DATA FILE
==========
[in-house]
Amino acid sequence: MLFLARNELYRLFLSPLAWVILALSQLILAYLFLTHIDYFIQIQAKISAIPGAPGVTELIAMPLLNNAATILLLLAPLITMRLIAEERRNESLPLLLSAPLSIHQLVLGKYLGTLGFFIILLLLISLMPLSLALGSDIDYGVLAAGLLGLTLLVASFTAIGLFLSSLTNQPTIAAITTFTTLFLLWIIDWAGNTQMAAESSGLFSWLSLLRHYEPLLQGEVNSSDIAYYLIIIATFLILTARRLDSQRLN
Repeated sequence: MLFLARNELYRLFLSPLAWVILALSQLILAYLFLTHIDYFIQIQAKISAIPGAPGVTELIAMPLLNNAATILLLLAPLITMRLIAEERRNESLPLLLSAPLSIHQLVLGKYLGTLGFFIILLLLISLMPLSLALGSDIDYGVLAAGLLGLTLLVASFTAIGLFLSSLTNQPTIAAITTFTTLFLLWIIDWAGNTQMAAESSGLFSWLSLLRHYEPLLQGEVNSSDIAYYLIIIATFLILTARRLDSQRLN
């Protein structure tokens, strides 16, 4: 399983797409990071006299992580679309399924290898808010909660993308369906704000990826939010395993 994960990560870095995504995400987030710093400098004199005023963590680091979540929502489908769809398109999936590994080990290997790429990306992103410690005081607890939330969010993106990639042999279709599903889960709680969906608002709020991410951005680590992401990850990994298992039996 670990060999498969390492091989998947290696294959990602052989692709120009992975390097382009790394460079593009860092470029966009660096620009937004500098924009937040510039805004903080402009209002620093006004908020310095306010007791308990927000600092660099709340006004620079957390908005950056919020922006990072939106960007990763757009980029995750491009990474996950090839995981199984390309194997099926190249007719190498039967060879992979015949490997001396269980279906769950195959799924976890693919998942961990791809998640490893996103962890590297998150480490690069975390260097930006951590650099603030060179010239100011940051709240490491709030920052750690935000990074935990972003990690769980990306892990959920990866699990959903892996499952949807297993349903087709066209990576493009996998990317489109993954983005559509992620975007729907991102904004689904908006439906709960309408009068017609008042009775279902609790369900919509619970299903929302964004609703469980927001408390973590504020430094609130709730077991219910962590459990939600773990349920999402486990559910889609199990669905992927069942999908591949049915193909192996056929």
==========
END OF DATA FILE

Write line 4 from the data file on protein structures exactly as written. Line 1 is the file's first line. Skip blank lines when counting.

């Protein structure tokens, strides 16, 4: 399983797409990071006299992580679309399924290898808010909660993308369906704000990826939010395993 994960990560870095995504995400987030710093400098004199005023963590680091979540929502489908769809398109999936590994080990290997790429990306992103410690005081607890939330969010993106990639042999279709599903889960709680969906608002709020991410951005680590992401990850990994298992039996 670990060999498969390492091989998947290696294959990602052989692709120009992975390097382009790394460079593009860092470029966009660096620009937004500098924009937040510039805004903080402009209002620093006004908020310095306010007791308990927000600092660099709340006004620079957390908005950056919020922006990072939106960007990763757009980029995750491009990474996950090839995981199984390309194997099926190249007719190498039967060879992979015949490997001396269980279906769950195959799924976890693919998942961990791809998640490893996103962890590297998150480490690069975390260097930006951590650099603030060179010239100011940051709240490491709030920052750690935000990074935990972003990690769980990306892990959920990866699990959903892996499952949807297993349903087709066209990576493009996998990317489109993954983005559509992620975007729907991102904004689904908006439906709960309408009068017609008042009775279902609790369900919509619970299903929302964004609703469980927001408390973590504020430094609130709730077991219910962590459990939600773990349920999402486990559910889609199990669905992927069942999908591949049915193909192996056929």